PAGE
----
Greenville Christian, however, had been a successful school in the past. My first tour of the campus was a beautiful experience. The baseball field was the jewel of the campus inn 2007, when I arrived there.
The school was struggling at the time, however. None of the sports teams were doing all that well. The academics was suffering. The enrollment was stagnant, if not declining. And, a new church had adopted the school to try to help it out of it’s doldrums.
Yet, the school still struggled.
The church (Emmanuel Baptist, at the time) tried to infuse new leadership into the campus, with a new vision. The changes weren’t accepted completely by the staff and faculty, and it continued to struggle.
Then, years later, after Emmanuel lost their pastoral leadership, another church in nearby Washington, MS adopted the church and tried to change the mission of the school. They further infused the campus with a new vision by planting a new church on the campus.
And, while the school continues (as most small private Christian schools do in the south – due to cost of living issues) to struggle, it is also finding it’s shares of success, as well. That’s because the school leadership finally found a way to redefine success.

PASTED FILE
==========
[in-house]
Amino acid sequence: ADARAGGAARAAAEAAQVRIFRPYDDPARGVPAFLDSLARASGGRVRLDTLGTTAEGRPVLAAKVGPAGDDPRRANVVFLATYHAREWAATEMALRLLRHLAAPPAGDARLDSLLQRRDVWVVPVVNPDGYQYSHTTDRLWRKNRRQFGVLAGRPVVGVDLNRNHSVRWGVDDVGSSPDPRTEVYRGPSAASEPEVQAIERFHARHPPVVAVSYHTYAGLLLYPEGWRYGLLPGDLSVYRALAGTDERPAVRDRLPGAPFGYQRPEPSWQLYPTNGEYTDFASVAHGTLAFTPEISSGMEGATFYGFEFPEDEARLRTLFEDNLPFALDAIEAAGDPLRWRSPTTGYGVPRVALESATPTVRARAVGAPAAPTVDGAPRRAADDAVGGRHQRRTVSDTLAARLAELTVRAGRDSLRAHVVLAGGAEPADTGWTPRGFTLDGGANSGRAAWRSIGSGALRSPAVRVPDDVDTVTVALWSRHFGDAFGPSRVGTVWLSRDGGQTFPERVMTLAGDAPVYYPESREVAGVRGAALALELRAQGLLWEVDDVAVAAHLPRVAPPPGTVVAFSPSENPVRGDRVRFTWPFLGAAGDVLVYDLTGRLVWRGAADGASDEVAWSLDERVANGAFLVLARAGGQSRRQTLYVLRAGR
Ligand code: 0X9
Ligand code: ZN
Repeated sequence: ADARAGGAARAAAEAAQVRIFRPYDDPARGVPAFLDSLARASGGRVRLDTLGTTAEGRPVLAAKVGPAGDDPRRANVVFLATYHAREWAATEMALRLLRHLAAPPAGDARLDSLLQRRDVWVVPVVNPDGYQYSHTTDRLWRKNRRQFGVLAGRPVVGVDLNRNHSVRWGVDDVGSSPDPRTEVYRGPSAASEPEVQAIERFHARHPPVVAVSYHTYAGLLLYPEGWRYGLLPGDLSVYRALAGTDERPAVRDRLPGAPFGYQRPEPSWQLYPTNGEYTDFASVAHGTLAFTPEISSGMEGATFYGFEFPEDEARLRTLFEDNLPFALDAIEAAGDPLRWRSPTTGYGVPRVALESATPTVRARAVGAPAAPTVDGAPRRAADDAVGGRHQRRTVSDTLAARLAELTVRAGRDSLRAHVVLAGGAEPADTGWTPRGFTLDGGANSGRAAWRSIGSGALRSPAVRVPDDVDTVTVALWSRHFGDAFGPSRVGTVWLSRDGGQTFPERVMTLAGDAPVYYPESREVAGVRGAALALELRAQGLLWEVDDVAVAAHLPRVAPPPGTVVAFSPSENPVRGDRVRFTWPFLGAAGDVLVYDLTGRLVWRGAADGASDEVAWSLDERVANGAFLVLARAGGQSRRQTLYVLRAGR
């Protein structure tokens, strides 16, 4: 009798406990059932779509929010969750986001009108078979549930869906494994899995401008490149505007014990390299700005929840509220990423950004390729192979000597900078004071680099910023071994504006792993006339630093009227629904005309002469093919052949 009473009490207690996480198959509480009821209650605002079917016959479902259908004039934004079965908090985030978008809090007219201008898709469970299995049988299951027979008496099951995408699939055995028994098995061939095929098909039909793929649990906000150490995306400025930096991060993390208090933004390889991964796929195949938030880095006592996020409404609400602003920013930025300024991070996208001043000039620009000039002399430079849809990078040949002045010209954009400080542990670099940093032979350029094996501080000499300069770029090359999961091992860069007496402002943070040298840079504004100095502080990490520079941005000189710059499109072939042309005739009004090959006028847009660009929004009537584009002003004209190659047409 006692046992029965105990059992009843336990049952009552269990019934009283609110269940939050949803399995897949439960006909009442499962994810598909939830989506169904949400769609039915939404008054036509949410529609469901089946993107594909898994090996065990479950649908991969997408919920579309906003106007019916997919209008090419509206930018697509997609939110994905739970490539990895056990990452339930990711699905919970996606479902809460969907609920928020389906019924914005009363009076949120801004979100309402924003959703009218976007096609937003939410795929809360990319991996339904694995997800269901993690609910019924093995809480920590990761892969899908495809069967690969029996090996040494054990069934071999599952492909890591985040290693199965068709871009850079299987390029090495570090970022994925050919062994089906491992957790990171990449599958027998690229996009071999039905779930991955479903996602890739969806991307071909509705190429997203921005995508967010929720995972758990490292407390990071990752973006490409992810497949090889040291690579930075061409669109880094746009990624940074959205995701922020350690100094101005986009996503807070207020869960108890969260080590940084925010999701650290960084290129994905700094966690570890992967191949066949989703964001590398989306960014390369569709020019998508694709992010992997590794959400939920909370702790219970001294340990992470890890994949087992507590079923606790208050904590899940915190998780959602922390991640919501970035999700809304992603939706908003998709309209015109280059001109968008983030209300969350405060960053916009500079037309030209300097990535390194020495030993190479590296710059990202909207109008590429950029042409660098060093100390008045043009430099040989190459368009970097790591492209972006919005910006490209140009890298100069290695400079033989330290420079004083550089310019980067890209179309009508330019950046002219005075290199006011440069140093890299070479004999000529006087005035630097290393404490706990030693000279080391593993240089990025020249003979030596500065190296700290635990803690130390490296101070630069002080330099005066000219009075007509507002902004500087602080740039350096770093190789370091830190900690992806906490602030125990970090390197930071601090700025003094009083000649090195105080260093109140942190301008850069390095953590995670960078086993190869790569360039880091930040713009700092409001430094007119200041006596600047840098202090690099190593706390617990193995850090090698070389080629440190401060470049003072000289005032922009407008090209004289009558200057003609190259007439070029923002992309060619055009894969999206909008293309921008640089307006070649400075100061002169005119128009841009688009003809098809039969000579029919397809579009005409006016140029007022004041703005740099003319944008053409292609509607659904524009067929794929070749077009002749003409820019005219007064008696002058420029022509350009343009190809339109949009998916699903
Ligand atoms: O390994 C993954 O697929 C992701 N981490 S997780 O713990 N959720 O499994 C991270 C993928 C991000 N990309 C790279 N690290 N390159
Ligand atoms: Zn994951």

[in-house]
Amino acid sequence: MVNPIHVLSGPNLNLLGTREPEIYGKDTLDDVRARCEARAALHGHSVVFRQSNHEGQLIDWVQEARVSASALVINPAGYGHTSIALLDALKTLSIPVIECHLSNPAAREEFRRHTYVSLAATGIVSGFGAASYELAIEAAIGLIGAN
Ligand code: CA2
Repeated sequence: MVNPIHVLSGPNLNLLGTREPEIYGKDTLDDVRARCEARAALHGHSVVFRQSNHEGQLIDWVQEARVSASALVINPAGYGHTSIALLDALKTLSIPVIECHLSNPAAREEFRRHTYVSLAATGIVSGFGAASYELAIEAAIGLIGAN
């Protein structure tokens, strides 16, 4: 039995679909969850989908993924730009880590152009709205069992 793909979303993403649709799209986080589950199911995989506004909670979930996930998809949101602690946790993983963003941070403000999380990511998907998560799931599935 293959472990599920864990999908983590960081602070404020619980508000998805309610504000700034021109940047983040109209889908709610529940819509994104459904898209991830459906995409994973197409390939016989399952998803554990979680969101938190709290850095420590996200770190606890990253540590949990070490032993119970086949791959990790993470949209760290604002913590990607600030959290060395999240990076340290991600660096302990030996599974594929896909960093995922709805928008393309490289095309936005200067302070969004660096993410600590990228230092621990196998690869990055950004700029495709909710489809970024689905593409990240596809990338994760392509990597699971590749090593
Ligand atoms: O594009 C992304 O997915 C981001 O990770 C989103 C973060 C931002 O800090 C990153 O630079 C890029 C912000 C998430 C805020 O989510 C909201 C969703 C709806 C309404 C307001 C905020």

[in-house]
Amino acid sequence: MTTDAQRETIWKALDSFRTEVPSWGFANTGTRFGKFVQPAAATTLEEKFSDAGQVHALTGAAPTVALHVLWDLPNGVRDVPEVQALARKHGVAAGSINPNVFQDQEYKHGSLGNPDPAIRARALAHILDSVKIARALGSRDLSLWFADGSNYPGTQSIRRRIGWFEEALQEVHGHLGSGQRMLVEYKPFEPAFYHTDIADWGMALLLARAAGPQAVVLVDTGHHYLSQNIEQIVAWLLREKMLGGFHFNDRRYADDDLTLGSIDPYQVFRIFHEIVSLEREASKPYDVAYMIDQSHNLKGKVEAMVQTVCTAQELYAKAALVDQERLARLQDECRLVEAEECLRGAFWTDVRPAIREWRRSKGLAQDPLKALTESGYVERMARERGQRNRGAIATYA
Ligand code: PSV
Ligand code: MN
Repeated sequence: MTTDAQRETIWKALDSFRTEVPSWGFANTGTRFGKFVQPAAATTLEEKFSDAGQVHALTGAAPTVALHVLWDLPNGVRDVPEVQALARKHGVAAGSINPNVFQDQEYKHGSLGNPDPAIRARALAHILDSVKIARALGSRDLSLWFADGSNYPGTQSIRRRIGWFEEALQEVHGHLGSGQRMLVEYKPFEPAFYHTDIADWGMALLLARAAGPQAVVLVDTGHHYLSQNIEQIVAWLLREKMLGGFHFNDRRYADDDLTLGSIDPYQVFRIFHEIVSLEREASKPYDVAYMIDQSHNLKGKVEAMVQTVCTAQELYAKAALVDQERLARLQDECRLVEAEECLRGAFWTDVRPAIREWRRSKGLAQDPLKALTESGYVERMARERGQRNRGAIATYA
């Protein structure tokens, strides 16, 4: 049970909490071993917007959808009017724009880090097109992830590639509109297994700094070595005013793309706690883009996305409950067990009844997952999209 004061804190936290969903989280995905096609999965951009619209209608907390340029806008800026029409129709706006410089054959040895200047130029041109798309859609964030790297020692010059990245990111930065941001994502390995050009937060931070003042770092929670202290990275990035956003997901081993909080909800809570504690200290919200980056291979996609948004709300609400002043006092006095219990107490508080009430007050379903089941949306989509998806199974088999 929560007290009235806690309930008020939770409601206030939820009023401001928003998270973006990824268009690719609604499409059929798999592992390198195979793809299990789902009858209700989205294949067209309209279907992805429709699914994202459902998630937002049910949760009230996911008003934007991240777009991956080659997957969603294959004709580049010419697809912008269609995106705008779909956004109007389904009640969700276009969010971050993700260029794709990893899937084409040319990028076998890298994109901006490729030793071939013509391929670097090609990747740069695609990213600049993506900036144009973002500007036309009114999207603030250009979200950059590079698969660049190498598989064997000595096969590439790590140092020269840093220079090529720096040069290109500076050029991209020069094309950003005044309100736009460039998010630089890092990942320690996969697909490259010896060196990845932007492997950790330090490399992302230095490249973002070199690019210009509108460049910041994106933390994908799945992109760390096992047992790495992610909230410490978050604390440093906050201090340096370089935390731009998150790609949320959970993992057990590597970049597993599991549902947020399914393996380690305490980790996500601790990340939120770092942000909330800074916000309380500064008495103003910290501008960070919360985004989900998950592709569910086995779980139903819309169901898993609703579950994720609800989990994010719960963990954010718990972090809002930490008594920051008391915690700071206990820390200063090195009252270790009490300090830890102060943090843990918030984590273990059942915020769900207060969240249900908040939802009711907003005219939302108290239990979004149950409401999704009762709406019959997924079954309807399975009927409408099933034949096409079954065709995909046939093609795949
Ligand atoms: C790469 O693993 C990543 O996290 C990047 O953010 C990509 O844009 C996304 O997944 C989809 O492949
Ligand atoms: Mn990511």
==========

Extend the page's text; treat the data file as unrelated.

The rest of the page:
Both schools learned lessons from failures to move them forward. But, one of the schools forgot the lessons and eventually gave up.
PERSONAL “TEACHABLE MOMENTS”
In my personal life, there have been many “teachable moments.” Some of those moments were rejected at the time. Some of them, I freely accepted the lessons from what many call “the school of hard knocks.”
Even at this point in my life, with many successes, I find it difficult to deal with what many (myself included) would call failures. Sometimes, I just let those moments become destinations instead of just parts of the journey.
At the time I’m writing this, I pastor a small, struggling, and dying church. For two years I have put most of my effort, energy, and creativity into trying to rescue this church. It’s not been an easy journey.
And, to many (myself included some days), I’ve failed in this mission.
The church continues to struggle. They have yet to find a vision for it’s future. And, as one wise member of the church calmly reminded me the other day, “even churches have lifespans, Brother Phil.”
Another “teachable moment” occurred that day. I was doing everything I could possibly do to fight for life, when (as a former hospice chaplain, I recognized this struggle well after the comment), it may have just been time to prepare for the next transition! Today, the church leadership is seeking to discover what that next phase of ministry in their community will be and how we can leave a legacy for that ministry.
We have redefined success (from a struggle to a legacy) and, we’re looking for ways to reposition our ministry. We’re even looking for a Hispanic missionary in the region who might need a facility to use and help establish their ministry.
So, here’s the questions for you fellow fail-ers out there:
- Are you evaluating your journey?
- How can you redefine success in your journey?
- How might you be able to reposition your work/life for success?
- Have you given up? Or are you working toward a vision for your life?
- How can I help you figure out what the next phase of your journey will be?